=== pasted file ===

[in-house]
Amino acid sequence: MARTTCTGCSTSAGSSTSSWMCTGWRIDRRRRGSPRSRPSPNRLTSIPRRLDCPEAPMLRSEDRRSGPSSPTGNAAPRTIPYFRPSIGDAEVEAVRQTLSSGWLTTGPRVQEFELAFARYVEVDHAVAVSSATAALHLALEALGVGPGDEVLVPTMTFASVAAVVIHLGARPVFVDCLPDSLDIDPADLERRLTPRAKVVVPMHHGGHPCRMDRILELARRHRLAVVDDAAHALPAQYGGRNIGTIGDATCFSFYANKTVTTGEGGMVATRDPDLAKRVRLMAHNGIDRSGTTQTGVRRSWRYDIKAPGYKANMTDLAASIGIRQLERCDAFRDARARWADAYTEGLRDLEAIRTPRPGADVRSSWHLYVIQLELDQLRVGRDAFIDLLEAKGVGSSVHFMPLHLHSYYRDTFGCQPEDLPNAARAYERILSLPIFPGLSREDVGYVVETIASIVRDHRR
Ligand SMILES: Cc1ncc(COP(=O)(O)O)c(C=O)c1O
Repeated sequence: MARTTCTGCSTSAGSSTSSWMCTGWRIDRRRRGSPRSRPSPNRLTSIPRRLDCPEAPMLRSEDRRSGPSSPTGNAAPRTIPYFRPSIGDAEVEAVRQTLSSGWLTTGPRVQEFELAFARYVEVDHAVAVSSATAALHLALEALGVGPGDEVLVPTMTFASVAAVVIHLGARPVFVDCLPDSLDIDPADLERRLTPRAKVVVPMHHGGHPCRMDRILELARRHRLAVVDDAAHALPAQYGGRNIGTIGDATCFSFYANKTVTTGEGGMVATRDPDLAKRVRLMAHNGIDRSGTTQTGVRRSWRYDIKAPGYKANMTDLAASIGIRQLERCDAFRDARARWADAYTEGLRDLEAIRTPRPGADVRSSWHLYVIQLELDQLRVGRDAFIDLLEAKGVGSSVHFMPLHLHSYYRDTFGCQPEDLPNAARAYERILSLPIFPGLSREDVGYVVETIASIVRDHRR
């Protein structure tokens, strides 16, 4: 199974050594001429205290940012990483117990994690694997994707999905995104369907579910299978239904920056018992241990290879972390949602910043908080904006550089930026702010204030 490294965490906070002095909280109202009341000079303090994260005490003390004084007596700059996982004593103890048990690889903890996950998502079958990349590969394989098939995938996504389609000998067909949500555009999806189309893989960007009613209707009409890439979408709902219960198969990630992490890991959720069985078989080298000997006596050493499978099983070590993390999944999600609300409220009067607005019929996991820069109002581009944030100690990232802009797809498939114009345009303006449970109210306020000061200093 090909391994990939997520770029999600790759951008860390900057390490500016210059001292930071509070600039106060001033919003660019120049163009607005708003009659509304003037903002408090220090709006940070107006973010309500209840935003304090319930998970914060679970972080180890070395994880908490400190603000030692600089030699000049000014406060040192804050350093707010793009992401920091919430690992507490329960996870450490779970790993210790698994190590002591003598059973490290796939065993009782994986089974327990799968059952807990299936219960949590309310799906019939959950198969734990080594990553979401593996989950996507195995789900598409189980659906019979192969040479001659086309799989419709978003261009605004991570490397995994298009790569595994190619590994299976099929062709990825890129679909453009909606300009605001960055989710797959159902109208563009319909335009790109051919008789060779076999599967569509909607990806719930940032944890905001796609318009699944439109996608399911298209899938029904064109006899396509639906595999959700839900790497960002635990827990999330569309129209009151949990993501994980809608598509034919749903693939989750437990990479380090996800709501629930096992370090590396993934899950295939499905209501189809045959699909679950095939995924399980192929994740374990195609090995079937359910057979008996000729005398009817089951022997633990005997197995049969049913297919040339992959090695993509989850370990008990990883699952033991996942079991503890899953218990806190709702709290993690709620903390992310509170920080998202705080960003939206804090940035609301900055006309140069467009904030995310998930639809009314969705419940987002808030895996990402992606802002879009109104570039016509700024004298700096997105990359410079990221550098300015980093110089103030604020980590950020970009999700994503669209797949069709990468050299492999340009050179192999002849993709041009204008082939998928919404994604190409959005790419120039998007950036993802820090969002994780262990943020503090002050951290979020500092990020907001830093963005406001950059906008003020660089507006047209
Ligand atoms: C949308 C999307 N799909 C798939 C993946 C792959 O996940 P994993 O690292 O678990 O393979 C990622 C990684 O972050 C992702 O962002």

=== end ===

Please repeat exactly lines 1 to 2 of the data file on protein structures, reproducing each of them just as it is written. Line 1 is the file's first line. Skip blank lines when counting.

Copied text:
[in-house]
Amino acid sequence: MARTTCTGCSTSAGSSTSSWMCTGWRIDRRRRGSPRSRPSPNRLTSIPRRLDCPEAPMLRSEDRRSGPSSPTGNAAPRTIPYFRPSIGDAEVEAVRQTLSSGWLTTGPRVQEFELAFARYVEVDHAVAVSSATAALHLALEALGVGPGDEVLVPTMTFASVAAVVIHLGARPVFVDCLPDSLDIDPADLERRLTPRAKVVVPMHHGGHPCRMDRILELARRHRLAVVDDAAHALPAQYGGRNIGTIGDATCFSFYANKTVTTGEGGMVATRDPDLAKRVRLMAHNGIDRSGTTQTGVRRSWRYDIKAPGYKANMTDLAASIGIRQLERCDAFRDARARWADAYTEGLRDLEAIRTPRPGADVRSSWHLYVIQLELDQLRVGRDAFIDLLEAKGVGSSVHFMPLHLHSYYRDTFGCQPEDLPNAARAYERILSLPIFPGLSREDVGYVVETIASIVRDHRR